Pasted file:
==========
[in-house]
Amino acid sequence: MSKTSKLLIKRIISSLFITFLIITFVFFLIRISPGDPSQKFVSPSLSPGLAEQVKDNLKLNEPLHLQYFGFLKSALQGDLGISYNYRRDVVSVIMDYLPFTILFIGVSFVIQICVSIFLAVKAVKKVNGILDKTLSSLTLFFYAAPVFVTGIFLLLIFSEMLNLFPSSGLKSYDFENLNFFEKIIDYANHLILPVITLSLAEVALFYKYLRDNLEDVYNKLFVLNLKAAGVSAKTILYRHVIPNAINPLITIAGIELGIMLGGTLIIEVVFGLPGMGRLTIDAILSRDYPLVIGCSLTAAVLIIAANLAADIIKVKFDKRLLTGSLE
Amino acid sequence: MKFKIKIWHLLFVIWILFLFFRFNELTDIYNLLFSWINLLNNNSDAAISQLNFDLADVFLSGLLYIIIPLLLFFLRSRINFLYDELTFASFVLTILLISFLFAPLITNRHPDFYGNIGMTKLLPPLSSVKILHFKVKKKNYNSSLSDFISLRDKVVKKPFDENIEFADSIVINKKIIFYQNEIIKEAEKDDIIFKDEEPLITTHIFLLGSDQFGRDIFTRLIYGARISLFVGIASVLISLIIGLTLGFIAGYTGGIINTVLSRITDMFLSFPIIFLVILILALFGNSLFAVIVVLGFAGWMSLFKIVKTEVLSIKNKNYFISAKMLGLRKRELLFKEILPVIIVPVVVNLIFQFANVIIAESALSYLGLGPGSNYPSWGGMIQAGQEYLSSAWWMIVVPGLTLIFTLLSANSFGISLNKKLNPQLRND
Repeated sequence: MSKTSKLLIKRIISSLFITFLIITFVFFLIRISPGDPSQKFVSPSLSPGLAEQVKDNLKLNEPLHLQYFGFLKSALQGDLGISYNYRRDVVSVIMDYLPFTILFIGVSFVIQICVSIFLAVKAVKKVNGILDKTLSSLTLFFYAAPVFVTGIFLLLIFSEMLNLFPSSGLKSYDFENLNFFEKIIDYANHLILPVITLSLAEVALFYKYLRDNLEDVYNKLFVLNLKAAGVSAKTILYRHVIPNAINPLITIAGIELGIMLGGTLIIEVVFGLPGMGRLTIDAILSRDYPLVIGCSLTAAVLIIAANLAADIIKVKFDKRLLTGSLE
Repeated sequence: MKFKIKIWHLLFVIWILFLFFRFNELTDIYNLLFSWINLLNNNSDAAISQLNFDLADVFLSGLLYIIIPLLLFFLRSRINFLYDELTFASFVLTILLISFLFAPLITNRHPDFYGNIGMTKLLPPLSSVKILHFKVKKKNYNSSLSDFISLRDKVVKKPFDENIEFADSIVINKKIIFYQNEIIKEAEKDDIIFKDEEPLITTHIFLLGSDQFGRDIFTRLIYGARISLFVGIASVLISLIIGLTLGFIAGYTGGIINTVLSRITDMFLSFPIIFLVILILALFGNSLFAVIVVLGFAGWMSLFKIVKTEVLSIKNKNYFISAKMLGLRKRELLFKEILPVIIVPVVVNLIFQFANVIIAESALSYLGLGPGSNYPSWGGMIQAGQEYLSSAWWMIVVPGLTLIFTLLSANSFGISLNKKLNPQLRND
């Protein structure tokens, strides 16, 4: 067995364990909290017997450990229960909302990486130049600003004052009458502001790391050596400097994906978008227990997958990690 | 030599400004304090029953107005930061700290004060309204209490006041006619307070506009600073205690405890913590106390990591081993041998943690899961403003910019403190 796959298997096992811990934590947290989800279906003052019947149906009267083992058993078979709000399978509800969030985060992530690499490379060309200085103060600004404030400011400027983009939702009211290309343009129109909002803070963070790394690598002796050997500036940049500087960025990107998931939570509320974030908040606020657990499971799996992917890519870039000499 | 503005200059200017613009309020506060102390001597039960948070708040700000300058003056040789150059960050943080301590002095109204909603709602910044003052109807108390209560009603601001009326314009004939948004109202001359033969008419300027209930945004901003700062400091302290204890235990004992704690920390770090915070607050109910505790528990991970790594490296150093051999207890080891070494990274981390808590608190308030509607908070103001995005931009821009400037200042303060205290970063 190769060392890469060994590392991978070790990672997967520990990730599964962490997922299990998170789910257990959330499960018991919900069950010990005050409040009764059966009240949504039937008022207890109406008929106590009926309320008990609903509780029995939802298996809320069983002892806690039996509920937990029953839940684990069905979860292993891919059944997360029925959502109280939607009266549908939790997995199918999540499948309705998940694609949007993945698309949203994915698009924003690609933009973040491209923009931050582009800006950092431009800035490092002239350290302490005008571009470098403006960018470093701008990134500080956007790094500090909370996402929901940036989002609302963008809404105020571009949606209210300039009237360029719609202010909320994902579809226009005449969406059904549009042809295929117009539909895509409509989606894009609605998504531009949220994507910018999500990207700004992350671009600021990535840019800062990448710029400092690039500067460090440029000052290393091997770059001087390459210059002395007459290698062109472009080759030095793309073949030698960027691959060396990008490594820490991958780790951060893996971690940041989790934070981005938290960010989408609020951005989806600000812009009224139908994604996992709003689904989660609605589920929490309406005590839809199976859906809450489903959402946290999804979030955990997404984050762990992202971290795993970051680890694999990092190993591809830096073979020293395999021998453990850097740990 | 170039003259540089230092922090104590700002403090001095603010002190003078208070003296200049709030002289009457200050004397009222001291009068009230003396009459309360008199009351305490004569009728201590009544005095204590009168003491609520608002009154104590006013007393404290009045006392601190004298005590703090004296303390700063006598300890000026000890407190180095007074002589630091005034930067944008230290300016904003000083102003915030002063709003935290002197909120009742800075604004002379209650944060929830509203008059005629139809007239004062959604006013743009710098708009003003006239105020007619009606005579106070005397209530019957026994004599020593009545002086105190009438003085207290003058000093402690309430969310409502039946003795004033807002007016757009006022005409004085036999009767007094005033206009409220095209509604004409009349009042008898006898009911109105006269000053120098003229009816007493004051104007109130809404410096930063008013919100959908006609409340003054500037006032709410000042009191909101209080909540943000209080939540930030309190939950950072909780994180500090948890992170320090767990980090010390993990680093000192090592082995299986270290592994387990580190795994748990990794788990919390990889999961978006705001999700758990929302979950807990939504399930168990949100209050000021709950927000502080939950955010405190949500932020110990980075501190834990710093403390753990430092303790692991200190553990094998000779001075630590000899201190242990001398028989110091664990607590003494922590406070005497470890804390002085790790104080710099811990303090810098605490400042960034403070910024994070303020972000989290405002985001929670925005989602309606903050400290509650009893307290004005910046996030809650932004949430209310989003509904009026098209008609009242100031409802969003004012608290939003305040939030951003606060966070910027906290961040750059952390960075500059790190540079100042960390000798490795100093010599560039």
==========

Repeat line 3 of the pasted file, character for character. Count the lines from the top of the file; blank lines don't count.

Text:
Amino acid sequence: MKFKIKIWHLLFVIWILFLFFRFNELTDIYNLLFSWINLLNNNSDAAISQLNFDLADVFLSGLLYIIIPLLLFFLRSRINFLYDELTFASFVLTILLISFLFAPLITNRHPDFYGNIGMTKLLPPLSSVKILHFKVKKKNYNSSLSDFISLRDKVVKKPFDENIEFADSIVINKKIIFYQNEIIKEAEKDDIIFKDEEPLITTHIFLLGSDQFGRDIFTRLIYGARISLFVGIASVLISLIIGLTLGFIAGYTGGIINTVLSRITDMFLSFPIIFLVILILALFGNSLFAVIVVLGFAGWMSLFKIVKTEVLSIKNKNYFISAKMLGLRKRELLFKEILPVIIVPVVVNLIFQFANVIIAESALSYLGLGPGSNYPSWGGMIQAGQEYLSSAWWMIVVPGLTLIFTLLSANSFGISLNKKLNPQLRND